Despite increased investment into robotic process automation (RPA), risk management – an essential pillar of business performance improvement – remains relatively unchanged.
Businesses are adopting RPA to make high-volume, routine operations more efficient, but continue to have their risk, control, and compliance operations managed within paper-based documents and Excel spreadsheets – it's no wonder why we see headlines like:
While hindsight is 20:20 – it's always easier to address mistakes after they happen – in these fast-paced times, organizations must address potential risks proactively and consider the impact costly mistakes can have on their vision, reputation, and success.
To ensure your RPA project goes off without a hitch, you need your risk and control professionals at the decision-making table. After all, RPA does have the potential to introduce new and unforeseen risks. Anticipate their pushback, and get your risk and control team on board with answers to these four common RPA implementation questions:
Is RPA the most appropriate technology?
While RPA can bridge the gap between separated processes, your risk and control team may question whether or not it's the most appropriate technology for the solution you're seeking.
You'll likely face questions about its flexibility as, at times, it can lead to costly delays during development.
To address their concerns, you should talk about the value of that flexibility when it comes to change management. RPA allows you to connect regulatory requirements to artifacts; when an update or change occurs, the team is immediately notified and has ample time to make the necessary updates. It's also worthwhile to discuss your strategy to govern RPA and ask your risk and control team to define policies and standards to promote consistency throughout development.
How are you going to take care of the bots?
Your bots are a part of your workforce, and much like humans, they require guidance. They are created as of a point in time, and changes to regulation, rule, policy, or control can negatively impact the bots' expected performance.
From a risk and control perspective, this looks like a PR nightmare.
To address any concerns, you should discuss two things:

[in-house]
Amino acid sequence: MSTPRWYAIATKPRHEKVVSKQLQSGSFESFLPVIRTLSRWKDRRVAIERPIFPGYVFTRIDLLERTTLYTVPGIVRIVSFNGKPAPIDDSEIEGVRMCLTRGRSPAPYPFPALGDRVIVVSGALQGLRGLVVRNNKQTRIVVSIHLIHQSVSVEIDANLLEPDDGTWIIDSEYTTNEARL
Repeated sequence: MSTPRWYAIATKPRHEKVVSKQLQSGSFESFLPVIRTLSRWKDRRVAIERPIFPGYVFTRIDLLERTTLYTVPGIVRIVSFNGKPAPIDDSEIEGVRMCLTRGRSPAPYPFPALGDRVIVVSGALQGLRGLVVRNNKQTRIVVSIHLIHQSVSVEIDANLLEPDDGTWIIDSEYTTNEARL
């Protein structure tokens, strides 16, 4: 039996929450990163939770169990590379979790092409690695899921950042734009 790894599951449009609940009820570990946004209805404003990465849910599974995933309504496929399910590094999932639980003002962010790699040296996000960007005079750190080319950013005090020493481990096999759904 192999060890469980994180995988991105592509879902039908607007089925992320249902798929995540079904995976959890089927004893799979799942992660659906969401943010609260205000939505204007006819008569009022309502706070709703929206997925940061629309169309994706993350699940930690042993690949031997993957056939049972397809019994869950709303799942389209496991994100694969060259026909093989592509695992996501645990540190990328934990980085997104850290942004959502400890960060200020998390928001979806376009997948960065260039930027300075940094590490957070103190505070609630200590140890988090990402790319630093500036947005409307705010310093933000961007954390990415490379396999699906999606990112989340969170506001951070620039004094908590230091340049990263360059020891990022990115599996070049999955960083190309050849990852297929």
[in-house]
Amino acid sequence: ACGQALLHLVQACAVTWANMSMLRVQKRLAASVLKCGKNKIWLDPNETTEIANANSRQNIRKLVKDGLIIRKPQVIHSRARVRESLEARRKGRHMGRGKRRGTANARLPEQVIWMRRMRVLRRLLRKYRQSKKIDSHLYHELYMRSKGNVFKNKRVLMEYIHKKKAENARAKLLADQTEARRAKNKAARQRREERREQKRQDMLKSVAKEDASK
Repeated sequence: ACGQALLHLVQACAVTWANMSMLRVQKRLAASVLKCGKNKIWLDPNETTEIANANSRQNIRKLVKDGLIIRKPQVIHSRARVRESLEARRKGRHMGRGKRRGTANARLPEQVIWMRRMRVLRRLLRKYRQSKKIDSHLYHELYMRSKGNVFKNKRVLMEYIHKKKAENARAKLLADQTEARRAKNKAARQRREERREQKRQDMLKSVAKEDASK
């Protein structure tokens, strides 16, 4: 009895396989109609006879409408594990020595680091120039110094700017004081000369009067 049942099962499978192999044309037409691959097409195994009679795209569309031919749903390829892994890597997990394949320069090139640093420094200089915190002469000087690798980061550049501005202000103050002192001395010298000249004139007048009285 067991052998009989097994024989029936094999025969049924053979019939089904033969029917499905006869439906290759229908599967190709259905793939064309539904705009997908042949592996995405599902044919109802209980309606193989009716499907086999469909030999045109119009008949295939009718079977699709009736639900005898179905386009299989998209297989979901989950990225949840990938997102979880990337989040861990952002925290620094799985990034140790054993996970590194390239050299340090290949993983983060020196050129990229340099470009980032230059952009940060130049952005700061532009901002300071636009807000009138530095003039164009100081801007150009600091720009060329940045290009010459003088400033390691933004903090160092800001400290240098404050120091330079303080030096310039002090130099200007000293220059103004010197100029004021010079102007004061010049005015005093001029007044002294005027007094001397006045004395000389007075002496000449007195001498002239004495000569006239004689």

- Strategy and Governance define the overall vision and standards for RPA at the enterprise level. Understanding this, the risk and control team can provide input on what protocols your bots should adhere to when a change occurs, ensuring there are no breakdowns in the future.
- Process Life Cycle consists of the identification, prioritization, development, and ongoing maintenance of RPA instances. Understanding this, the risk and control team can help you define the criteria for whether or not a process is automatable and determine which processes are a priority for automation.
Are these bots secure?
With the mainstream application of RPA, companies face increased risks which can weaken IT systems.
Your risk and control team will want to know the plan to ensure there is no abuse of privileged access, access entitlements are appropriately managed, and that sensitive data is properly stored. To address these concerns, explore the technology that will be used to deliver your RPA bots and plan, store, and design. They'll likely find comfort in knowing that there is a Digital Blueprint of everything so that they can show the regulator when the time comes.
How will I prove to the regulatory team that everything is compliant if everything is digital?
If the agile development methodologies are followed, iterative processes and lack of documentation are likely to cause mild panic within the risk and control function.
You need to ensure that everything is documented and stored digitally within a centralized space so that the risk and control team can access it whenever necessary. Having everything stored digitally provides internal and external auditors with an accurate snapshot of how your automations are running and why your bots make certain decisions.
How Blueprint can help bridge the gap between RPA and Risk and Control
Risk and control are essential to any business performance improvement project, especially RPA, and you need the right tools to bridge the gap between these siloed practices. Blueprint's Enterprise Automation Suite supports both the design and development of RPA and ensures that all regulatory obligations and enterprise constraints are considered and accounted for throughout the RPA life cycle. In addition, Digital Blueprints are centrally stored and versioned, so you can always provide evidence to your internal and external auditors by merely clicking a button.